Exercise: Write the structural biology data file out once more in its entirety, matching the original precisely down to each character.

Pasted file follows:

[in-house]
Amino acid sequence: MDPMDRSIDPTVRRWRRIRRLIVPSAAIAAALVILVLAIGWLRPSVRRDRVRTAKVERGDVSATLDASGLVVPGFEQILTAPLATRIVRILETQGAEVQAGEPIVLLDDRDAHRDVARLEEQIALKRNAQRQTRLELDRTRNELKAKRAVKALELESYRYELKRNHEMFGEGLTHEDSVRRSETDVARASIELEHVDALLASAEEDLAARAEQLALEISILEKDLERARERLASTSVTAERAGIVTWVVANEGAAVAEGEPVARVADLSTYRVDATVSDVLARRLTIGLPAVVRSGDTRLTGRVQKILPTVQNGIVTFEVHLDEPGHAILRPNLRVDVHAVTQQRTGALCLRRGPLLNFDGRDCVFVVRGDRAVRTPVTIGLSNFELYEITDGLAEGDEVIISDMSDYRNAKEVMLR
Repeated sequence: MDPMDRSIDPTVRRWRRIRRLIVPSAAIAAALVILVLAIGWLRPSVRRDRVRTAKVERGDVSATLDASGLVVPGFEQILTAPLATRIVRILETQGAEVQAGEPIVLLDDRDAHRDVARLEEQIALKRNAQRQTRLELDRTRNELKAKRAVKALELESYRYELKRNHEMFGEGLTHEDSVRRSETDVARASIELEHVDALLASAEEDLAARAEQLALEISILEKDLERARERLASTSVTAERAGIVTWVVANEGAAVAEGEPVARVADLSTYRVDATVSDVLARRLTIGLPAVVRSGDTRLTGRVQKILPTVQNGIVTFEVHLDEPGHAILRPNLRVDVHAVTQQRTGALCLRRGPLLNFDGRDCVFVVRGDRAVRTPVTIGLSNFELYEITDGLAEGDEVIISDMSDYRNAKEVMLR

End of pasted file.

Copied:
[in-house]
Amino acid sequence: MDPMDRSIDPTVRRWRRIRRLIVPSAAIAAALVILVLAIGWLRPSVRRDRVRTAKVERGDVSATLDASGLVVPGFEQILTAPLATRIVRILETQGAEVQAGEPIVLLDDRDAHRDVARLEEQIALKRNAQRQTRLELDRTRNELKAKRAVKALELESYRYELKRNHEMFGEGLTHEDSVRRSETDVARASIELEHVDALLASAEEDLAARAEQLALEISILEKDLERARERLASTSVTAERAGIVTWVVANEGAAVAEGEPVARVADLSTYRVDATVSDVLARRLTIGLPAVVRSGDTRLTGRVQKILPTVQNGIVTFEVHLDEPGHAILRPNLRVDVHAVTQQRTGALCLRRGPLLNFDGRDCVFVVRGDRAVRTPVTIGLSNFELYEITDGLAEGDEVIISDMSDYRNAKEVMLR
Repeated sequence: MDPMDRSIDPTVRRWRRIRRLIVPSAAIAAALVILVLAIGWLRPSVRRDRVRTAKVERGDVSATLDASGLVVPGFEQILTAPLATRIVRILETQGAEVQAGEPIVLLDDRDAHRDVARLEEQIALKRNAQRQTRLELDRTRNELKAKRAVKALELESYRYELKRNHEMFGEGLTHEDSVRRSETDVARASIELEHVDALLASAEEDLAARAEQLALEISILEKDLERARERLASTSVTAERAGIVTWVVANEGAAVAEGEPVARVADLSTYRVDATVSDVLARRLTIGLPAVVRSGDTRLTGRVQKILPTVQNGIVTFEVHLDEPGHAILRPNLRVDVHAVTQQRTGALCLRRGPLLNFDGRDCVFVVRGDRAVRTPVTIGLSNFELYEITDGLAEGDEVIISDMSDYRNAKEVMLR